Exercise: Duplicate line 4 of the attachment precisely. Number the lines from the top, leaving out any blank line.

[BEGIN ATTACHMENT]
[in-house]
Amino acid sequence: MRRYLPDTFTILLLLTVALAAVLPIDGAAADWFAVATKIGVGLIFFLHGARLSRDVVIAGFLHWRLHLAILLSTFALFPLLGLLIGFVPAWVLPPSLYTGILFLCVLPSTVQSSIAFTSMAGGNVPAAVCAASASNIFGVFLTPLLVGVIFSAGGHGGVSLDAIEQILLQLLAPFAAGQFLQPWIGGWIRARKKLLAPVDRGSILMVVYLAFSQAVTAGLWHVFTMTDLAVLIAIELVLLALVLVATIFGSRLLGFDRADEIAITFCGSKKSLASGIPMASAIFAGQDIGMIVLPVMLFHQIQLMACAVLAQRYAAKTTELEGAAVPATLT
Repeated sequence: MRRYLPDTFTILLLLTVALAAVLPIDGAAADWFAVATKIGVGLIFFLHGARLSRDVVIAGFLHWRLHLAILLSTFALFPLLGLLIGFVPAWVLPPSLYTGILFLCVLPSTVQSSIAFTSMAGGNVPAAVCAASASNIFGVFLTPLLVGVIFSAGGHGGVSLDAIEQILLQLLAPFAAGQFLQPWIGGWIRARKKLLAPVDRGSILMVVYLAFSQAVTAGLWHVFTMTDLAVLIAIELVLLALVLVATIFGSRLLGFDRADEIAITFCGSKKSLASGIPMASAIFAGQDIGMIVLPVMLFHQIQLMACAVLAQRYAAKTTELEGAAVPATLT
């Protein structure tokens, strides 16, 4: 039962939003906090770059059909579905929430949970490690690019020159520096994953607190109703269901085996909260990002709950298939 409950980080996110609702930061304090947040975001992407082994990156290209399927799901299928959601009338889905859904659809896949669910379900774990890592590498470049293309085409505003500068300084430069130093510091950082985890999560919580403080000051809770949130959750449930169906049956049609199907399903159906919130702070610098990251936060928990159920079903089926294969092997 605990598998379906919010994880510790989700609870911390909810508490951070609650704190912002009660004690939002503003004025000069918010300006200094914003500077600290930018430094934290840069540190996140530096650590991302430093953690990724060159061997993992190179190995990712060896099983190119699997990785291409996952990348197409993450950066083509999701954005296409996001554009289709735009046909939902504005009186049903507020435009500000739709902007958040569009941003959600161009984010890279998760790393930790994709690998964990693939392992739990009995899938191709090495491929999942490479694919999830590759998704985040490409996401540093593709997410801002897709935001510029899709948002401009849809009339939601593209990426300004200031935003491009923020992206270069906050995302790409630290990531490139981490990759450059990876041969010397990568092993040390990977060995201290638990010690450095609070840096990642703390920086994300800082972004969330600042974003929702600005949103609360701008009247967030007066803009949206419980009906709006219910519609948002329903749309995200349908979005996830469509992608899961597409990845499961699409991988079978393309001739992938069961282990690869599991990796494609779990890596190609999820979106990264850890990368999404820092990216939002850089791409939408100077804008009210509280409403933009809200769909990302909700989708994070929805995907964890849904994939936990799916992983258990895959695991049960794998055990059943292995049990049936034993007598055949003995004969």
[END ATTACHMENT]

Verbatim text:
């Protein structure tokens, strides 16, 4: 039962939003906090770059059909579905929430949970490690690019020159520096994953607190109703269901085996909260990002709950298939 409950980080996110609702930061304090947040975001992407082994990156290209399927799901299928959601009338889905859904659809896949669910379900774990890592590498470049293309085409505003500068300084430069130093510091950082985890999560919580403080000051809770949130959750449930169906049956049609199907399903159906919130702070610098990251936060928990159920079903089926294969092997 605990598998379906919010994880510790989700609870911390909810508490951070609650704190912002009660004690939002503003004025000069918010300006200094914003500077600290930018430094934290840069540190996140530096650590991302430093953690990724060159061997993992190179190995990712060896099983190119699997990785291409996952990348197409993450950066083509999701954005296409996001554009289709735009046909939902504005009186049903507020435009500000739709902007958040569009941003959600161009984010890279998760790393930790994709690998964990693939392992739990009995899938191709090495491929999942490479694919999830590759998704985040490409996401540093593709997410801002897709935001510029899709948002401009849809009339939601593209990426300004200031935003491009923020992206270069906050995302790409630290990531490139981490990759450059990876041969010397990568092993040390990977060995201290638990010690450095609070840096990642703390920086994300800082972004969330600042974003929702600005949103609360701008009247967030007066803009949206419980009906709006219910519609948002329903749309995200349908979005996830469509992608899961597409990845499961699409991988079978393309001739992938069961282990690869599991990796494609779990890596190609999820979106990264850890990368999404820092990216939002850089791409939408100077804008009210509280409403933009809200769909990302909700989708994070929805995907964890849904994939936990799916992983258990895959695991049960794998055990059943292995049990049936034993007598055949003995004969």